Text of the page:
Thoughts on the US Stock Market for 2014

The following is a guest post from Troy who blogs over at Troy has previously brought us posts about how economic data triggers the markets and taking profits in a bull market. Today he shares his views on where he thinks the markets may be headed in 2014. 

These views are his, and his alone. Please conduct your own research or talk to your financial advisor before making any investment decisions. 

The State Of The U.S. Stock Market

As a disclaimer, I am cautiously long the U.S. stock market. These are dangerous times, so don’t let the euphoria fool you.

As you’ve probably heard, the U.S. stock market (based on the Dow Jones 30 and S&P 500) is soaring through the stratosphere. Based upon federal and privately compiled statistics, the public is pouring records amount of money into the U.S. stock market, which basically screams the word “BUBBLE”. But just because U.S. equities are in a bubble doesn’t mean the bubble will burst any time soon. This is because markets take the path of least resistance. Unless there is a big trigger that can burst the bubble, the U.S. stock market will continue rising. But before I talk about what I think will happen over the next 2 years regarding U.S. equities, let’s first put this bubble into context.

What’s Causing This Bubble

As you know (maybe from personal experience), the 2008/2009 stock market crash/recession was devastating for virtually everyone around the world (besides China). In fact, the economy was so bad that things didn’t really start to improve until 2011, a full 2 years after the U.S. stock market had bottomed. So what “pulled the global economy out of a recession”? How did the U.S. stock market bottom 2 years before the economy did?

The answer is simple. Virtually every central bank in the world started devaluing their currencies via money printing circa 2009. And here’s why this bull market doesn’t make any sense. History has taught us that printing money NEVER solves a nation’s problems. Look at France in the late 1700s – hyperinflation. Look at Germany in the 1930s – hyperinflation. In the long term, printing money (essentially currency devaluation) always destroys:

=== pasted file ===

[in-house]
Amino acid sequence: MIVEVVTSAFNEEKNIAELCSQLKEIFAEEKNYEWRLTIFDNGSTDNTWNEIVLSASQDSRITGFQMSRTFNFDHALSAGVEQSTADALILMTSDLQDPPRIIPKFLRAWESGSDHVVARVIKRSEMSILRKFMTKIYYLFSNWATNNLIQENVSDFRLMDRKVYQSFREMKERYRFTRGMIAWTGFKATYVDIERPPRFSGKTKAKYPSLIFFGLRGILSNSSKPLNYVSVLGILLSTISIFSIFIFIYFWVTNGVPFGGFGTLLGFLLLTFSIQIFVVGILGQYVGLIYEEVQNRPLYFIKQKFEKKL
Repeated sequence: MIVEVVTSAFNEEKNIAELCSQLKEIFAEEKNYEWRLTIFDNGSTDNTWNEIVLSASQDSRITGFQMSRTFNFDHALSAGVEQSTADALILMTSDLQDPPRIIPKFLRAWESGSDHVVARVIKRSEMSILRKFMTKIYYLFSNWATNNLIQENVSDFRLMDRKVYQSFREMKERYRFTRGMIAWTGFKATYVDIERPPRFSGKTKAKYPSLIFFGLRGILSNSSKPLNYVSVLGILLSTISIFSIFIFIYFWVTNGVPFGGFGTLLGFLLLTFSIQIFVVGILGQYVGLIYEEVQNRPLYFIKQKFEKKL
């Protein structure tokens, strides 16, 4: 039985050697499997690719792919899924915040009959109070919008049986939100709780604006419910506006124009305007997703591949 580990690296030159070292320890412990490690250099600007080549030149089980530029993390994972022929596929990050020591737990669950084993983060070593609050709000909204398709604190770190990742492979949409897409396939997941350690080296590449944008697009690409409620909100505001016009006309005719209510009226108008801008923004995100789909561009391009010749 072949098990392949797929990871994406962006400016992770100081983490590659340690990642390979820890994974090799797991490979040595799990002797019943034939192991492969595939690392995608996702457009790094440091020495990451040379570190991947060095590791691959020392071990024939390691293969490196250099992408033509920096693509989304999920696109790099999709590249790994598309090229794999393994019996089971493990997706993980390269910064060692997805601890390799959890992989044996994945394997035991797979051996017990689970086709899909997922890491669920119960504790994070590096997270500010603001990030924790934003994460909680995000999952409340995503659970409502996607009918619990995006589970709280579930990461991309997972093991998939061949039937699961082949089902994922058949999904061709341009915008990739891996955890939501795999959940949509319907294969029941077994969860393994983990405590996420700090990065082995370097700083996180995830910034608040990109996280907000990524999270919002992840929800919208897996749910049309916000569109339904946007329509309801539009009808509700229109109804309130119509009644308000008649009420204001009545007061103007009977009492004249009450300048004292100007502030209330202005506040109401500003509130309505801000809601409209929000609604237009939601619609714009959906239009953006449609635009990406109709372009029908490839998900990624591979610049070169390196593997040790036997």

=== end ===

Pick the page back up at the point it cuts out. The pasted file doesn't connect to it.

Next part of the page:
A) a nation’s economy

B) a nation’s stock market

So what we’re seeing right now seems to defy history.

  1. Despite the Federal Reserve printing record amounts of money, inflation (at least according to the “official” statistics) is virtually non-existent (if history has taught us anything, it’s that printing money always leads to hyperinflation).
  2. Due to the Federal Reserve and other central banks printing so much $$$, the global economy is kicking ass.

Why This Cannot Last

So right now it seems like history has been turned on its head. Printing money can lead to zero inflation and still jump start the global economy.

So let’s assume that the above belief is actually true. What does that mean? Well for starters, there will never be another recession in the future again because every time the economy faces some headwinds, let’s just print more $$$! The future will be 100% nice and rosy, and never again will people be poor! Government can save us from all our economic woes! Just start running the printing presses! #sarcasm.

Now obviously this is not true. There will always be good times and bad times (recessions). Such is the law of this universe (cycles). One cannot have good without bad. Which leads to the obvious conclusion…

Money printing CANNOT SOLVE OUR ECONOMIC PROBLEMS. So sooner or later:

  1. The global economy is going to face a major problem.